Vengance is mine

I thought you might be interested in my experience running a KIA Venga 6-speed auto for the last 12 months. Mileage has only been around 6,000 miles - with perhaps 70% of that mileage being A-road and local runs. I've found the car also drives well on the motorway – comfortable and smooth and the road noise is restrained. The new DCT auto has worked well, in some instances perhaps not as smooth as a torque convertor box, but we’ve experienced no problems with it and no delays when pulling away. My main criticism of the car is the ride is far firmer than I remember when I test drove a 6-speed auto Venga  to the extent I now wonder if the test car was shod with different tyres. Could this make a difference and provide a softer run? What make of tyres would do this? The car is currently on Continentals.

GD, via email

The size of the wheels and the profile of the tyres will make a difference. 15-inch wheels will have deeper profile tyres than 16-inch wheels. Whatever, you could try lower pressures. Try 30PSI all round cold pressures. They will rise to about 33PSI in use, but if the tyres are at 34PSI cold, they will rise to 37PSI in use and that will give a harder ride.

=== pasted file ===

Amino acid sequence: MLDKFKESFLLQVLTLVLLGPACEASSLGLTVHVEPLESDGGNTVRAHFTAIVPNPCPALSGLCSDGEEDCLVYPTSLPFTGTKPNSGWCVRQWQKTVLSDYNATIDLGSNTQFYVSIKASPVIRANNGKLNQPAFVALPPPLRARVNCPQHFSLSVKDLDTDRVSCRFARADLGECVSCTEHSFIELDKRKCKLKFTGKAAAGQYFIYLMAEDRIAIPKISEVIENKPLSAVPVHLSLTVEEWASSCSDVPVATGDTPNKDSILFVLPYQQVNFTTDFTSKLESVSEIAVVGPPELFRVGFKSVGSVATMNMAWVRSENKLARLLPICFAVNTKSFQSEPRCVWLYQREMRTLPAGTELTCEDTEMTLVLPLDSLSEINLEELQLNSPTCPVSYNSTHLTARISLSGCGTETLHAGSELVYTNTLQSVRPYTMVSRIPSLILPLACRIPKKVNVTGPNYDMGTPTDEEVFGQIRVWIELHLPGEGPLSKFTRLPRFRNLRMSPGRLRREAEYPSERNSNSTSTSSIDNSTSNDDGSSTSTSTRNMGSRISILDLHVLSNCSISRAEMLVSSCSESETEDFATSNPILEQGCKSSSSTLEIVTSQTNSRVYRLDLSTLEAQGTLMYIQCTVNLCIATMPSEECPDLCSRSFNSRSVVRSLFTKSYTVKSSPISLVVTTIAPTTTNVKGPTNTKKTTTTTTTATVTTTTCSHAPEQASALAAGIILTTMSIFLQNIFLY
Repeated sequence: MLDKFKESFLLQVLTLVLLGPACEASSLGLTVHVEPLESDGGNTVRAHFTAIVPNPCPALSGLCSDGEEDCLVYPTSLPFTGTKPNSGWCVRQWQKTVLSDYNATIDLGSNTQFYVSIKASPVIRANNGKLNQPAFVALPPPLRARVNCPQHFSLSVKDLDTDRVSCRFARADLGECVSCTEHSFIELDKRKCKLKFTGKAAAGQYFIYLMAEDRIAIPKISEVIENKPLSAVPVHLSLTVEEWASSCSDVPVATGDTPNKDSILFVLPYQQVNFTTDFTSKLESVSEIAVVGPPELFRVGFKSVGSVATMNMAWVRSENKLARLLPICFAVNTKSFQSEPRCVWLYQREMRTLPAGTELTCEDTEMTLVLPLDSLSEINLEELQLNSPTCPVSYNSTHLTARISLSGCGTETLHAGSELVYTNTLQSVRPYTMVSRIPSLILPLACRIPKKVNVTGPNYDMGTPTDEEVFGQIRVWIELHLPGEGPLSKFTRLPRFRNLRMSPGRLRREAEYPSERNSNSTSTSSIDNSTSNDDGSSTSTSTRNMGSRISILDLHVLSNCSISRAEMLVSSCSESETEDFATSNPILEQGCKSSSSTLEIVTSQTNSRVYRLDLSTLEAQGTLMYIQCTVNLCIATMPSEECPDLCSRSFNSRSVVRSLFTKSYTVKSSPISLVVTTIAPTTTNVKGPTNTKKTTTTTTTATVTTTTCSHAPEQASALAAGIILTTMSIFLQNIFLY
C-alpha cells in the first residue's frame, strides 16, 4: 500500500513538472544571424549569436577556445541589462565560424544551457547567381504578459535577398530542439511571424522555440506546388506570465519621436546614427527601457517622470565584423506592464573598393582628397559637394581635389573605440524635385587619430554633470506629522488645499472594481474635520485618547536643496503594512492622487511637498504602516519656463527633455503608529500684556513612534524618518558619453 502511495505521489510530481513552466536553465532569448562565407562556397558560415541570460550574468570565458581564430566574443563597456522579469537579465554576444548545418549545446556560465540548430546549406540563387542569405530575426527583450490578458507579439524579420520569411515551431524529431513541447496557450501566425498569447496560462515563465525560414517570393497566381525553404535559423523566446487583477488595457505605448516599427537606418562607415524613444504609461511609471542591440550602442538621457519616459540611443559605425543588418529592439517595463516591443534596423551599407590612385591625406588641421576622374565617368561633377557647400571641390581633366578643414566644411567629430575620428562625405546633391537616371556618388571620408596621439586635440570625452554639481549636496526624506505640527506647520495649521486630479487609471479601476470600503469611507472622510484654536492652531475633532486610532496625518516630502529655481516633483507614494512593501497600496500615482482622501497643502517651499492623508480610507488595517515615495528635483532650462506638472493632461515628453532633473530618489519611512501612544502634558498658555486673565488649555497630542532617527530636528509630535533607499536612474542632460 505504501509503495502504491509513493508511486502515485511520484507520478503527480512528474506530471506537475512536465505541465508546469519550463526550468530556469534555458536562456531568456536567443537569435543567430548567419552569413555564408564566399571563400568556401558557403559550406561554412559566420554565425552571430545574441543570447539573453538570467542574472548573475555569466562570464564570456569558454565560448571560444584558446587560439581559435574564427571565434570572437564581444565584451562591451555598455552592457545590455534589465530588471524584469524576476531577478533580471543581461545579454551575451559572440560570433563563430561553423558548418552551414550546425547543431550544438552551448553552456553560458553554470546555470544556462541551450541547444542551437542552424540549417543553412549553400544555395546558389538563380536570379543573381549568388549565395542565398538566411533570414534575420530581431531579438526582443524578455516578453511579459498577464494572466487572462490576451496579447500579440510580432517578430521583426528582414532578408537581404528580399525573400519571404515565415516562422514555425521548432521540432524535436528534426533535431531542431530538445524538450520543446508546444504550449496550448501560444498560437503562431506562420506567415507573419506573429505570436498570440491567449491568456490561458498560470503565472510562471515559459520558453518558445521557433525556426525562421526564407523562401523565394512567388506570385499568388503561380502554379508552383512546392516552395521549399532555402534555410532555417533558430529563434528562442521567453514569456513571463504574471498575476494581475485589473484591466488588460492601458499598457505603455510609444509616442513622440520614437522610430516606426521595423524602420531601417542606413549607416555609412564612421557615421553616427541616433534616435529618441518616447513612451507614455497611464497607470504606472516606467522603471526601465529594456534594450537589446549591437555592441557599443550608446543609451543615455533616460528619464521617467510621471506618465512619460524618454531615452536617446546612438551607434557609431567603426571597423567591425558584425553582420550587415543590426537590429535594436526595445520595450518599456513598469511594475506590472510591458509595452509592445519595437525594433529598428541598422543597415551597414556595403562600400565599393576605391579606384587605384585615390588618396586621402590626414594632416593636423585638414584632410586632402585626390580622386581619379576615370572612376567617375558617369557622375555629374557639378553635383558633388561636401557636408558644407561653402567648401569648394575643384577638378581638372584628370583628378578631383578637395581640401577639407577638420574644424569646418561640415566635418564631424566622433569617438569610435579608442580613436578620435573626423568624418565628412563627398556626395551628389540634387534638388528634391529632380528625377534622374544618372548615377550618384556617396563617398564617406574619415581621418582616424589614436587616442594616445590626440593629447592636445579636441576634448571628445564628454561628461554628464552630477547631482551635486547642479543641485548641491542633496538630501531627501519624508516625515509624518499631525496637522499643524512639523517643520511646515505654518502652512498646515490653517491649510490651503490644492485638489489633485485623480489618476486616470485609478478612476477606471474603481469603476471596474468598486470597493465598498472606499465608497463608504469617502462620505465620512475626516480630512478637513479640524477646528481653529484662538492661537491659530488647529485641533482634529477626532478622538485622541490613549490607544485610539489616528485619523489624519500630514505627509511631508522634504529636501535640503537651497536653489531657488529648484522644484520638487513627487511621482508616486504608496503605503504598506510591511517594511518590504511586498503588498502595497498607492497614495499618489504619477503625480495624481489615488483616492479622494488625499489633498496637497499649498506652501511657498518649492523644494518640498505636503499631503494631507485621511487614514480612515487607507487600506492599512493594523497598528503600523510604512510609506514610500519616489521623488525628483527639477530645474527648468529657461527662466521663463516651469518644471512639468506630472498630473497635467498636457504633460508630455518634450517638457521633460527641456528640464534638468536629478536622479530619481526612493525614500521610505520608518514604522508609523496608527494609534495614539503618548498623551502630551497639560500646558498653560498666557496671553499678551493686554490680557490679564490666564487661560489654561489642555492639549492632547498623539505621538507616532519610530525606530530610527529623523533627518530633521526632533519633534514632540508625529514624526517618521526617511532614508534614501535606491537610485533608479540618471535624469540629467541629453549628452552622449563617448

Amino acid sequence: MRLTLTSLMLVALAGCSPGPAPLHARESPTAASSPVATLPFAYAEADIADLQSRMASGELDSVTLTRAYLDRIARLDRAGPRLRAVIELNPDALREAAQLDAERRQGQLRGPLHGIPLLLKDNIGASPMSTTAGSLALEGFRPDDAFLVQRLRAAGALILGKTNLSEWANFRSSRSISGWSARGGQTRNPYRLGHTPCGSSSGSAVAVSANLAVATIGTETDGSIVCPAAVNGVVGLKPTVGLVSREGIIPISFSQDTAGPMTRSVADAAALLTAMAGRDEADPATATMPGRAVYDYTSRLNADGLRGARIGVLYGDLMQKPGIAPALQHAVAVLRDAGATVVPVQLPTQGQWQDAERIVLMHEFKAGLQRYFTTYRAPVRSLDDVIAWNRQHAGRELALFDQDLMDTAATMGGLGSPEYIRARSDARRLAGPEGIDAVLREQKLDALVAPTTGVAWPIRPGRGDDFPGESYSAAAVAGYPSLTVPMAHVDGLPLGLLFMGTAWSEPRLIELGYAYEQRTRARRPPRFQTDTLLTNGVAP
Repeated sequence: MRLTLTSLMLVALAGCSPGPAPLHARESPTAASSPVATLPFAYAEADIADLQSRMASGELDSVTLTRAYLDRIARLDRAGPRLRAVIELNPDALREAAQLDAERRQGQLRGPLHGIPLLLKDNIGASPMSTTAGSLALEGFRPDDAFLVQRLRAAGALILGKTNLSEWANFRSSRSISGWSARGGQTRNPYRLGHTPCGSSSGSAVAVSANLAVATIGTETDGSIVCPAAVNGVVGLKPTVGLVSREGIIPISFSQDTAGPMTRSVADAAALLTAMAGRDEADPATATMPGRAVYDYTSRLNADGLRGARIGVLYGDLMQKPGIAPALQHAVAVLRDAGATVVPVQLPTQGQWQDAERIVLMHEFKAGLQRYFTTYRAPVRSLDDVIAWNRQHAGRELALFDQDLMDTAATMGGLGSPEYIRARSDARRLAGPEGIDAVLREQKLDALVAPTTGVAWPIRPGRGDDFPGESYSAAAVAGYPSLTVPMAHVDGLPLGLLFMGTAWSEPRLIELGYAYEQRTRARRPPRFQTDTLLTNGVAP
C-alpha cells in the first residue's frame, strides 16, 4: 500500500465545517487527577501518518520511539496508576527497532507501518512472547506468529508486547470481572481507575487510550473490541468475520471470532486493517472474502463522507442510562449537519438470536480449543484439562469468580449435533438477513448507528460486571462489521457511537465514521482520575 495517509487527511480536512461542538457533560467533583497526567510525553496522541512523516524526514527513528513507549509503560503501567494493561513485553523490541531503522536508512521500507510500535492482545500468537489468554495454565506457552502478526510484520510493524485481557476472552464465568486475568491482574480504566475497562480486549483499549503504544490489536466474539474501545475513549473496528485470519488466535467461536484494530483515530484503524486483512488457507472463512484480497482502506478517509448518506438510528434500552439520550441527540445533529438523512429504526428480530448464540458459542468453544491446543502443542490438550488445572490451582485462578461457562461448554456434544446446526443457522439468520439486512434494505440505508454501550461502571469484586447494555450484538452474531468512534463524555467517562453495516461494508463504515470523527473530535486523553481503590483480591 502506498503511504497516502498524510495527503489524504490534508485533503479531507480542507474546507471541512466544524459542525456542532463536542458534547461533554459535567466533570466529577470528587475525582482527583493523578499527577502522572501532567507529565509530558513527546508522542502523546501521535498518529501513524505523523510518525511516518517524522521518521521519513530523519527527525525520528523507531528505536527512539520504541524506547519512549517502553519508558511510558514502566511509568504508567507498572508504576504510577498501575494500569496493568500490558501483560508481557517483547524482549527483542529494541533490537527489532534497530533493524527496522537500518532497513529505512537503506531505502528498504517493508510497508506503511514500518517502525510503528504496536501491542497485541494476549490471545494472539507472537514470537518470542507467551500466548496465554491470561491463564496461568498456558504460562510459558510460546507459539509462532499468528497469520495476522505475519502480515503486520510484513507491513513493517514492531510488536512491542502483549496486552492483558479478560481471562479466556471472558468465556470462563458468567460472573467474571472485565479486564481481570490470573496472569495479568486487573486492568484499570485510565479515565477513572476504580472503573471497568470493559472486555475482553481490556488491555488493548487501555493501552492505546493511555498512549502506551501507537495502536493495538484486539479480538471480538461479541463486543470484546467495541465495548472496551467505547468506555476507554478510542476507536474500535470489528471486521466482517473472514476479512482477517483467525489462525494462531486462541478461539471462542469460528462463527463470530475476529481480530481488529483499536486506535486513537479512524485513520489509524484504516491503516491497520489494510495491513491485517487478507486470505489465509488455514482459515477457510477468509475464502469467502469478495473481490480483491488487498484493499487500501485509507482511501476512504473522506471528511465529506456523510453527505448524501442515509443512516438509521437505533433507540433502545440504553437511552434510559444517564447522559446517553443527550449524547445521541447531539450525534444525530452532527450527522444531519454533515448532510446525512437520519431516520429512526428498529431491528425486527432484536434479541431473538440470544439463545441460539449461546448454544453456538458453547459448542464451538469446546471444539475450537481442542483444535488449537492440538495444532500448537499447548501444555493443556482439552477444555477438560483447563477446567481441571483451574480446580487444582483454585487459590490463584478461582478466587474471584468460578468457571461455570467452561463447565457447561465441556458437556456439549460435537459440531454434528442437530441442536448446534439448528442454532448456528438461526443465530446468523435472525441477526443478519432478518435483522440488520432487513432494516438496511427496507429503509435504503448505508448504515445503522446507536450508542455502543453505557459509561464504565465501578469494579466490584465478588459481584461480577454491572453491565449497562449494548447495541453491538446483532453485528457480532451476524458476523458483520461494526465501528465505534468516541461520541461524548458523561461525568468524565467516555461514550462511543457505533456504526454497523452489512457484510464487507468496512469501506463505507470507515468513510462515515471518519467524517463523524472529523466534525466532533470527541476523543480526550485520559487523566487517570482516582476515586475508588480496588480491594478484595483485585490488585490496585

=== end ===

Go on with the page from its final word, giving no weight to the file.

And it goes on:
Click back to Honest John's Motoring Agony Column 11-03-2017 Part 1


keith40    on 15 March 2017

What's all this issue over vw dual clutch , I have had 3 now all did 70k and not one went wrong.
Plus the Honda Jazz went back to a cvt quite some time ago now the i-shift was dropted very quickly why done people just arrange to have 24 or 48 test drives most car manufacturers are happy to do this